NEW YORK (BLOOMBERG) - Anwar Ibrahim, head of the largest party in Malaysia's ruling coalition, said the nation "will not compromise" in its talks with Goldman Sachs Group over the 1Malaysia Development Berhad (1MDB) scandal, and the bank "must bear responsibility".
The nation has a responsibility to uncover any crimes the investment bank may have committed, Datuk Seri Anwar said on Wednesday (Feb 13) in an interview with Bloomberg Television.
He said he is not sure whether Malaysia can get the US$7.5 billion (S$10.2 billion) it is seeking from Goldman as compensation for the scandal, and that it is "not feasible" that top officials at Goldman Sachs were unaware of the situation as the deal was underway.
Malaysia filed criminal charges against the bank in December.
Units of the bank were accused of making false statements in documents submitted to a local regulator in arranging US$6.5 billion bond offers for 1MDB.
Goldman officials have said the bank raised money for 1MDB without knowing it would be diverted, and that it is cooperating with the authorities.
However, Mr Anwar said that "it's not feasible or tenable to assume that the higher, top personalities in Goldman Sachs" were not aware.
He said the country now has sufficient safeguards over the banking sector but cautioned against complacency. "However rigid the safeguards, if you have crooks running the system, they can always navigate," he said.
Finance Minister Lim Guan Eng told reporters in January that Malaysia may consider a discussion to drop the charges should Goldman Sachs pay the sum.
The allegations against Goldman were filed by Attorney-General Tommy Thomas as the nation's top prosecutor, while the finance minister is not formally authorised to make decisions on criminal charges.
Goldman's top executives have millions at risk from the 1MDB scandal.
Equity awards to chief executive David Solomon and his predecessor Lloyd Blankfein are subject to clawbacks if the results of the 1MDB proceedings "would have impacted" the board's pay decisions for senior executives.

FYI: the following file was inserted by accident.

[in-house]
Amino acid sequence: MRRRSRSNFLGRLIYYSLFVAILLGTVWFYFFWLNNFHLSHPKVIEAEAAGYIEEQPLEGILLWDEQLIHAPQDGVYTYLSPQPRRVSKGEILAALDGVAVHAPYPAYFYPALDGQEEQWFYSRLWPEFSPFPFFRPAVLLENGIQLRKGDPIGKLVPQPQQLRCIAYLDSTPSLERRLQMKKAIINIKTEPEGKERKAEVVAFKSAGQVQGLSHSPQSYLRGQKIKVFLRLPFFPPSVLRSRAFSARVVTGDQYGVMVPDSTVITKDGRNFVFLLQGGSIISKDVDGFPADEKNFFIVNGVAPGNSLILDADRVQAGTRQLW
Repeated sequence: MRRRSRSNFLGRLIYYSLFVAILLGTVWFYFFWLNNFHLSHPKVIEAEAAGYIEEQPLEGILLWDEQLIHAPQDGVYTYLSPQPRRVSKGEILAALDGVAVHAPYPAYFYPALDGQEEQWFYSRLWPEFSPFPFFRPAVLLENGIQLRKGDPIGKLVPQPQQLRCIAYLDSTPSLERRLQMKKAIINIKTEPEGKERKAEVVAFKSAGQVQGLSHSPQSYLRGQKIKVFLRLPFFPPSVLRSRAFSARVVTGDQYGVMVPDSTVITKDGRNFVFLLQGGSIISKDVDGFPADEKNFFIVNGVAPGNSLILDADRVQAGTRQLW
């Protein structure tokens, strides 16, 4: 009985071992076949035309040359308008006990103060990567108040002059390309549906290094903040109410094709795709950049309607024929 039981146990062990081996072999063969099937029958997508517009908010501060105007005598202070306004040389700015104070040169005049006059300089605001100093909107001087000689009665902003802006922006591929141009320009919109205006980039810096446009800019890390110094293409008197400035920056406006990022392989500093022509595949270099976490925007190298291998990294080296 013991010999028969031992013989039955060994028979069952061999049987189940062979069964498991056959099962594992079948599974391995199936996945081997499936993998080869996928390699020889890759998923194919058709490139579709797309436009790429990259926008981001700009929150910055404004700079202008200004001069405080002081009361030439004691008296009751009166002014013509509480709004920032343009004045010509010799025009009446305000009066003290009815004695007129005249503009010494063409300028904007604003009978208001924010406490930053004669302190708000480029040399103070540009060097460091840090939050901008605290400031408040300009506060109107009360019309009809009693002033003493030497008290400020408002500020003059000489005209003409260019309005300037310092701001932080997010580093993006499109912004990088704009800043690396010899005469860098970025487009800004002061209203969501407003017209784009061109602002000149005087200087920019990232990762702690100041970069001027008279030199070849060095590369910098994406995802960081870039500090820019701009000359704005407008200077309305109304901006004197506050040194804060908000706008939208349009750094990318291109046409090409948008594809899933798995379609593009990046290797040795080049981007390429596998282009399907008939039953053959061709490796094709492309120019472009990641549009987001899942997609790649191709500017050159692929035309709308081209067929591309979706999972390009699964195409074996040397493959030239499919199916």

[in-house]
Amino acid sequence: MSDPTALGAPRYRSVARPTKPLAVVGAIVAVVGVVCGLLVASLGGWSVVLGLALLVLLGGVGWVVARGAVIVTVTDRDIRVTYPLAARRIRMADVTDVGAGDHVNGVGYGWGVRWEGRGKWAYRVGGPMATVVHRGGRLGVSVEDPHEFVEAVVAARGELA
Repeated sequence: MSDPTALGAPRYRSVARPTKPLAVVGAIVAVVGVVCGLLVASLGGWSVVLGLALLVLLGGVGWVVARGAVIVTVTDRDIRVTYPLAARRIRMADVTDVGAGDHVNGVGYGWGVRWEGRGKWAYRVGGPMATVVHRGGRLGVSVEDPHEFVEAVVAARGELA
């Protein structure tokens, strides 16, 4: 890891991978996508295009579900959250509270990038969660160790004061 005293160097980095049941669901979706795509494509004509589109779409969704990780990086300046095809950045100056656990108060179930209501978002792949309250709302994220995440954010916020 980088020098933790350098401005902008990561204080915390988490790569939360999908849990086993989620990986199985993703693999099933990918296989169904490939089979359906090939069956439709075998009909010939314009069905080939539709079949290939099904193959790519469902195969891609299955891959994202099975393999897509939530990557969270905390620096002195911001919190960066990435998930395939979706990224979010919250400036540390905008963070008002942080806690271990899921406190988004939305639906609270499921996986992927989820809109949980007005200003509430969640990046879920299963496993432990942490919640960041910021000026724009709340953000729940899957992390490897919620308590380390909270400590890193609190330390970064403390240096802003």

Goldman also said it would defer payouts of long-term cash awards granted in January 2011 to three executives, who have since retired, until more information is available regarding 1MDB.
Former senior Goldman banker Tim Leissner has pleaded guilty to charges including conspiring to launder money, while another former employee, Roger Ng, remains in custody in Malaysia, as he faces extradition to the United States to face related allegations.
"The 1MDB bond offerings were designed to raise money to benefit Malaysia, and 100 per cent of the net proceeds from the transactions were deposited into 1MDB accounts," Goldman Sachs spokesman Jake Siewert said in an e-mailed statement.
"Not a cent of those funds ever passed through any account controlled by Goldman Sachs, and none of the funds were moved or redirected under our authority.
"Instead, a huge portion of those funds were stolen for the benefit of members of the Malaysian government and their associates, and it is abundantly clear that members of that government and 1MDB lied to Goldman about the use of proceeds from these transactions."